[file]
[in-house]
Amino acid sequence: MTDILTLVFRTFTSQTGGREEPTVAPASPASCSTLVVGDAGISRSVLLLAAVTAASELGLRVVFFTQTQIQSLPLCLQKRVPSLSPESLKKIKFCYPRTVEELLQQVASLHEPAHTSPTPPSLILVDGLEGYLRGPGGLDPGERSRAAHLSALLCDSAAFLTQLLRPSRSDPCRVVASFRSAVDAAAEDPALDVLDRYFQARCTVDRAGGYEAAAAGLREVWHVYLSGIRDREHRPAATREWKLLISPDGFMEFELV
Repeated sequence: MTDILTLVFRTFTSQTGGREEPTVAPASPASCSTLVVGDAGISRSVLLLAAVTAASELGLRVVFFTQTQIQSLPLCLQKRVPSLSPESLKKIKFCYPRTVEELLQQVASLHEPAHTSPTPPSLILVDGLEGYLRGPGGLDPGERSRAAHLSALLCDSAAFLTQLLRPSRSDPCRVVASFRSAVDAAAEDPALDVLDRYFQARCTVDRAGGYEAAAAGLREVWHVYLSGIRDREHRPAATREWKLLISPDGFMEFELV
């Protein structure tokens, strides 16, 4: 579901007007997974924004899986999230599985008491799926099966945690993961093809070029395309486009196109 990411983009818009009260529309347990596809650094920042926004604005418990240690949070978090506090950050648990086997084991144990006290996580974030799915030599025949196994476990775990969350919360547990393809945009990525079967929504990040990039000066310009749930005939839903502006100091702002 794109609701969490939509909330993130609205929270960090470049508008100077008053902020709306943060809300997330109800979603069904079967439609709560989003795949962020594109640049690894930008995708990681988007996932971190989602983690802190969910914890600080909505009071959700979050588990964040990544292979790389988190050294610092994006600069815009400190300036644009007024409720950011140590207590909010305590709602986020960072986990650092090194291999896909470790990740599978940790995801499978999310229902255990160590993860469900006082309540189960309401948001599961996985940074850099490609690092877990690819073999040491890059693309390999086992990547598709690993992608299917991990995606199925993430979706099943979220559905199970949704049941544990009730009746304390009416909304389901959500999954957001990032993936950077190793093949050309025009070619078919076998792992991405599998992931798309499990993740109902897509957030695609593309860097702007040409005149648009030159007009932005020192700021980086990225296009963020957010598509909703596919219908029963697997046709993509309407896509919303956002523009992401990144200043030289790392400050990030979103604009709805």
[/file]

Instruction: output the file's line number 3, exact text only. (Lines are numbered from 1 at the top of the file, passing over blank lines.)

Repeated sequence: MTDILTLVFRTFTSQTGGREEPTVAPASPASCSTLVVGDAGISRSVLLLAAVTAASELGLRVVFFTQTQIQSLPLCLQKRVPSLSPESLKKIKFCYPRTVEELLQQVASLHEPAHTSPTPPSLILVDGLEGYLRGPGGLDPGERSRAAHLSALLCDSAAFLTQLLRPSRSDPCRVVASFRSAVDAAAEDPALDVLDRYFQARCTVDRAGGYEAAAAGLREVWHVYLSGIRDREHRPAATREWKLLISPDGFMEFELV